Why is Petrol Price at 100 Rupees? | Explained by Dhruv Rathee

Greetings, friends! In many areas of Rajasthan and Madhya Pradesh, the price of petrol has exceeded INR 100/litre. In many other cities, it is near the range of INR 90/litre. But you need not panic. This is not bad news. In fact it is good news. If this would have happened before 2014 then you could have called it a bad news. Then you could have said that 'it puts a lot of pressure on the common folk. Prices have increased a lot. ' But after 2014, this is deemed as a nationalist decision. Rising petrol price means that more of your money is going to the government.

That is to say that more of your money will be used to build the nation. Widen your chest and say it with pride that I buy INR100/litre petrol for the sake of nation building. "Brothers and sisters, only Sriganganagar district will not get the opportunity to widen their chest. I promise you, in every district, every city of the country, people will say that- Modiji our chest too is wide now owing to buying INR 100/litre petrol for the sake of the country. Brothers and Sisters, Opposition says to us that Modiji when petrol becomes dearer then our cars will travel 2-4 kms less.
It won’t be able to travel any forward. Mitron, whether I exist or not, whether the people exist or not, this country shall exist. Therefore, it is not important for cars to move forward. This country should move forward. " We have joked a lot. Let’s talk about something serious. Why are petrol and diesel prices climbing up every day in our country? How much does the global crude oil price impact the domestic petrol price? Let’s understand in depth. In today’s time, the government in our country uses the dynamic pricing system to decide the price of petrol and diesel.

The way crude oil prices fluctuates in the global market similarly, petrol price prices fluctuates in the country. So, you can say it is deregulated.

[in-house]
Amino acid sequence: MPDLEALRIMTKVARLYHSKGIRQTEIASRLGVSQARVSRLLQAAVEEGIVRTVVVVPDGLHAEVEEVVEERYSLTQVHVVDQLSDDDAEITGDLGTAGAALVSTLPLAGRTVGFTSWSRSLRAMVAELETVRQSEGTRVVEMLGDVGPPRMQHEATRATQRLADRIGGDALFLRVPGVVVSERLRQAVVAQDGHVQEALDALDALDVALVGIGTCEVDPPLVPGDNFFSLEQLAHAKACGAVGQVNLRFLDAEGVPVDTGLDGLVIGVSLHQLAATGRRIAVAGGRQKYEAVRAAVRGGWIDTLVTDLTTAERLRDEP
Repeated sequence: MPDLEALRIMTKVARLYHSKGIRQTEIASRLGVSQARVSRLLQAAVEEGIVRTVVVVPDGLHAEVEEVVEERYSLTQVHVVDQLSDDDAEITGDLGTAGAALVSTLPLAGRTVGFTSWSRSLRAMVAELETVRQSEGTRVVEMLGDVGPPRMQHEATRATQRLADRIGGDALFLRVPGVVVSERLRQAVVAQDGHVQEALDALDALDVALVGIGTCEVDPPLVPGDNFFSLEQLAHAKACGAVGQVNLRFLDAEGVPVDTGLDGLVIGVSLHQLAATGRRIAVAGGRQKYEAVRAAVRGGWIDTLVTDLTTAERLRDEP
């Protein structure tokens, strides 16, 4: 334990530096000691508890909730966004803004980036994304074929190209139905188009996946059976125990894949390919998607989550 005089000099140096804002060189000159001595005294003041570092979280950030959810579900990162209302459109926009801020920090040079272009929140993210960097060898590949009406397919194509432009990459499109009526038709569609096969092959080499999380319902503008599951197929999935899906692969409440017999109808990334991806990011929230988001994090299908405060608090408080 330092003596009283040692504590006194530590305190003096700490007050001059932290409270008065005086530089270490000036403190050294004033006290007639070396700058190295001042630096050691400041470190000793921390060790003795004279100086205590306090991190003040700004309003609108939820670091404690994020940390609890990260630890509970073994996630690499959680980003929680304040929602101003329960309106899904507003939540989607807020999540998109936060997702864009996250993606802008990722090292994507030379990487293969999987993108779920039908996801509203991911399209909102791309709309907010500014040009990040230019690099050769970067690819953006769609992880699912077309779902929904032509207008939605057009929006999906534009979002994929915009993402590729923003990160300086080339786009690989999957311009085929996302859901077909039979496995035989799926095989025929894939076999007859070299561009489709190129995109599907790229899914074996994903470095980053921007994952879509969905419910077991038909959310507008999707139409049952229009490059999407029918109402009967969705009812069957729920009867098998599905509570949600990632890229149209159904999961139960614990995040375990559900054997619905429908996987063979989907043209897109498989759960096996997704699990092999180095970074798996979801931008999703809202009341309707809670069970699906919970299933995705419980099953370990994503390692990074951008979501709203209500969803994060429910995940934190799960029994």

That is to say the government is not directly controlling the price of petrol. Rather the global market is controlling what should be the price of petrol. Hearing this, a lot of questions will come up in your mind. I will answer those questions later. But historically, it wasn’t always so. Many years ago, the price of petrol and diesel in our country were regulated by the government. That means the government used to decide the final price at which petrol and diesel were to be sold. But many problems arose because of this.
There was much pressure on the government to sell petrol at a lesser price. It should not be sold at such a price…this much tax should be imposed and this much should not be done. For this reason, in 2010, Mr Manmohan Singh’s government deregulated the price of petrol and in 2014, the Narendra Modi government regulated the price of diesel. System was such that the price of petrol and diesel used to change on the 1st and the 16th of every month according to the global market.

That is to say, the price used to remain constant for about 15 days. But on 16th June, 2017, the government introduced a new scheme and said instead of revising the price every 15 days, we will revise it every day. Every day the price of petrol and diesel would be revised at 6 O'clock in the morning which is still prevalent as of today. Due to this very reason, you hear every day that petrol prices go up by a rupee or 50 paisa. There were basically two reasons for doing so. First was that whatever small change happens in the global crude oil will impact the consumers and dealers be it profit or loss. The second being that 15 days used to be quite a long time.